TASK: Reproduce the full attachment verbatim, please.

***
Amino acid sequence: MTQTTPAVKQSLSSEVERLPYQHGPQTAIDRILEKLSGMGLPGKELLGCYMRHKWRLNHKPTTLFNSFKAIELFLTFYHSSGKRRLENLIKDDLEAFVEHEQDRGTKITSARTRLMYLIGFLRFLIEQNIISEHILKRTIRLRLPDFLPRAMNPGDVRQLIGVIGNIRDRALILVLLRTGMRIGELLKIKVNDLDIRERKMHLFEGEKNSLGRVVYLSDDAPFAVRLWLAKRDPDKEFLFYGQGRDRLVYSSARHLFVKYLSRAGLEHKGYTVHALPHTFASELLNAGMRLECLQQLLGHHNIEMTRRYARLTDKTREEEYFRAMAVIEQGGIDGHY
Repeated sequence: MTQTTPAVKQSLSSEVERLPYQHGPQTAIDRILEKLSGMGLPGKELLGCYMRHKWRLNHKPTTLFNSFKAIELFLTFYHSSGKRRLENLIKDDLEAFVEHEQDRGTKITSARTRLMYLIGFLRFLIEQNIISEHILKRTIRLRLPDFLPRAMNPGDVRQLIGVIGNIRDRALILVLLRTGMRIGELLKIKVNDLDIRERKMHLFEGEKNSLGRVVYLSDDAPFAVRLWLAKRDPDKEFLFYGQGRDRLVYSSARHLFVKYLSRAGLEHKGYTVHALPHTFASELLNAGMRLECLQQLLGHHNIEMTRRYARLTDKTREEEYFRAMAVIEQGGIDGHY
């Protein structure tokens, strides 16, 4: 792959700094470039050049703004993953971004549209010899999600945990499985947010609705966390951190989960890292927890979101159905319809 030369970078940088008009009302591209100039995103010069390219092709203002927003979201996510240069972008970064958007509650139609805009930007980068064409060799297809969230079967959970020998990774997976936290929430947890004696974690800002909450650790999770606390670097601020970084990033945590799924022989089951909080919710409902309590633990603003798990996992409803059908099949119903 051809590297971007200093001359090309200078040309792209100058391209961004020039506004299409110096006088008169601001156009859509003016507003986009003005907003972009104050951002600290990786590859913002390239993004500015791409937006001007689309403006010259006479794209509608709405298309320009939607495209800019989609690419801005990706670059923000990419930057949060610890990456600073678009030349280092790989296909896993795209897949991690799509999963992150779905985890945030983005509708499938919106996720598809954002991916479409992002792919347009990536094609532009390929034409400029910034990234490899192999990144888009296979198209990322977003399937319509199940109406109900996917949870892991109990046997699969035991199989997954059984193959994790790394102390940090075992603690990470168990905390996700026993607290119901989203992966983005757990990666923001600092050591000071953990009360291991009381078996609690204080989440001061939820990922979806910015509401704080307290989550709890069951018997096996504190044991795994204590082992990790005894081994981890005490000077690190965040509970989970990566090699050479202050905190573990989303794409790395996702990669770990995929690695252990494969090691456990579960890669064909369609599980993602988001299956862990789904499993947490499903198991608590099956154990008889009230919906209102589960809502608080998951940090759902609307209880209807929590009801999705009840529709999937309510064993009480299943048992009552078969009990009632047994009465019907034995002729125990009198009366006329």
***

Amino acid sequence: MTQTTPAVKQSLSSEVERLPYQHGPQTAIDRILEKLSGMGLPGKELLGCYMRHKWRLNHKPTTLFNSFKAIELFLTFYHSSGKRRLENLIKDDLEAFVEHEQDRGTKITSARTRLMYLIGFLRFLIEQNIISEHILKRTIRLRLPDFLPRAMNPGDVRQLIGVIGNIRDRALILVLLRTGMRIGELLKIKVNDLDIRERKMHLFEGEKNSLGRVVYLSDDAPFAVRLWLAKRDPDKEFLFYGQGRDRLVYSSARHLFVKYLSRAGLEHKGYTVHALPHTFASELLNAGMRLECLQQLLGHHNIEMTRRYARLTDKTREEEYFRAMAVIEQGGIDGHY
Repeated sequence: MTQTTPAVKQSLSSEVERLPYQHGPQTAIDRILEKLSGMGLPGKELLGCYMRHKWRLNHKPTTLFNSFKAIELFLTFYHSSGKRRLENLIKDDLEAFVEHEQDRGTKITSARTRLMYLIGFLRFLIEQNIISEHILKRTIRLRLPDFLPRAMNPGDVRQLIGVIGNIRDRALILVLLRTGMRIGELLKIKVNDLDIRERKMHLFEGEKNSLGRVVYLSDDAPFAVRLWLAKRDPDKEFLFYGQGRDRLVYSSARHLFVKYLSRAGLEHKGYTVHALPHTFASELLNAGMRLECLQQLLGHHNIEMTRRYARLTDKTREEEYFRAMAVIEQGGIDGHY
């Protein structure tokens, strides 16, 4: 792959700094470039050049703004993953971004549209010899999600945990499985947010609705966390951190989960890292927890979101159905319809 030369970078940088008009009302591209100039995103010069390219092709203002927003979201996510240069972008970064958007509650139609805009930007980068064409060799297809969230079967959970020998990774997976936290929430947890004696974690800002909450650790999770606390670097601020970084990033945590799924022989089951909080919710409902309590633990603003798990996992409803059908099949119903 051809590297971007200093001359090309200078040309792209100058391209961004020039506004299409110096006088008169601001156009859509003016507003986009003005907003972009104050951002600290990786590859913002390239993004500015791409937006001007689309403006010259006479794209509608709405298309320009939607495209800019989609690419801005990706670059923000990419930057949060610890990456600073678009030349280092790989296909896993795209897949991690799509999963992150779905985890945030983005509708499938919106996720598809954002991916479409992002792919347009990536094609532009390929034409400029910034990234490899192999990144888009296979198209990322977003399937319509199940109406109900996917949870892991109990046997699969035991199989997954059984193959994790790394102390940090075992603690990470168990905390996700026993607290119901989203992966983005757990990666923001600092050591000071953990009360291991009381078996609690204080989440001061939820990922979806910015509401704080307290989550709890069951018997096996504190044991795994204590082992990790005894081994981890005490000077690190965040509970989970990566090699050479202050905190573990989303794409790395996702990669770990995929690695252990494969090691456990579960890669064909369609599980993602988001299956862990789904499993947490499903198991608590099956154990008889009230919906209102589960809502608080998951940090759902609307209880209807929590009801999705009840529709999937309510064993009480299943048992009552078969009990009632047994009465019907034995002729125990009198009366006329």